Even on Earth, accurate localization remains a challenge in frequent situations where GPS is unavailable, either temporarily (e.g., passing under bridges or operating near buildings) or permanently (e.g., indoors and underground, or when GPS is jammed). As a result, the mining, agriculture, defense, and automotive industries are investing heavily in localization technologies. Companies (e.g., Applanix, NovAtel) have seen healthy growth in the past decade by providing off-the-shelf inertial navigation systems (INSs) that fuse GPS readings with data from inertial measurement units. Unfortunately, the underlying drift of even high-quality inertial measurements is severe and thus, localization estimates diverge dramatically within minutes of a loss of GPS.

MeshSLAM can complement these existing techniques and improve their accuracy in GPS-denied situations. In unmanned-vehicle applications, MeshSLAM uses data from sensors already integrated for perception, so no new equipment is required. Furthermore, MeshSLAM's efficiency makes it suitable for running on highly-integrated embedded platforms.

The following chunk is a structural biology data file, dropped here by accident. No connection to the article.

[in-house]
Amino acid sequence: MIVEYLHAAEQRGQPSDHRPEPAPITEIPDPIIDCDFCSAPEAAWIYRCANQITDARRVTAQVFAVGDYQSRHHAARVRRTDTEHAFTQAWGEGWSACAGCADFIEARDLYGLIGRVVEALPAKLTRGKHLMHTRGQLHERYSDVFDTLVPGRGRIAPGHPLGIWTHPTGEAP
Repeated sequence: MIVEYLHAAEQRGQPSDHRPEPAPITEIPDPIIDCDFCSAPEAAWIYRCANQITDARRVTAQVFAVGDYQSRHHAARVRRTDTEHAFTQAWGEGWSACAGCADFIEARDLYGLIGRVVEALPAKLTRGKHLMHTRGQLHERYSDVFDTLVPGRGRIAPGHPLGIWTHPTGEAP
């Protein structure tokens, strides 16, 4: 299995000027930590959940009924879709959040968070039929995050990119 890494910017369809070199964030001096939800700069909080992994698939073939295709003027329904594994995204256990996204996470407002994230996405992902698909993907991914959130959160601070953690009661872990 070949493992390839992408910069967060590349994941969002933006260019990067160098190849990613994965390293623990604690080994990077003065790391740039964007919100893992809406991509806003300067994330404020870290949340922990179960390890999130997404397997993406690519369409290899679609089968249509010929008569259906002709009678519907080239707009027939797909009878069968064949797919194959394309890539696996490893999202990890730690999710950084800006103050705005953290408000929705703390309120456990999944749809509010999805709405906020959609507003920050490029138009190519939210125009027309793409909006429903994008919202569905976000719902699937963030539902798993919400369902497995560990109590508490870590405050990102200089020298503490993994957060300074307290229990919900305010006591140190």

TECHNOLOGY TAXONOMY MAPPING (NASA's technology taxonomy has been developed by the SBIR-STTR program to disseminate awareness of proposed and awarded R/R&D in the agency. It is a listing of over 100 technologies, sorted into broad categories, of interest to NASA.)
Autonomous Control (see also Control & Monitoring)
Robotics (see also Control & Monitoring; Sensors)

Form Generated on 03-28-13 15:21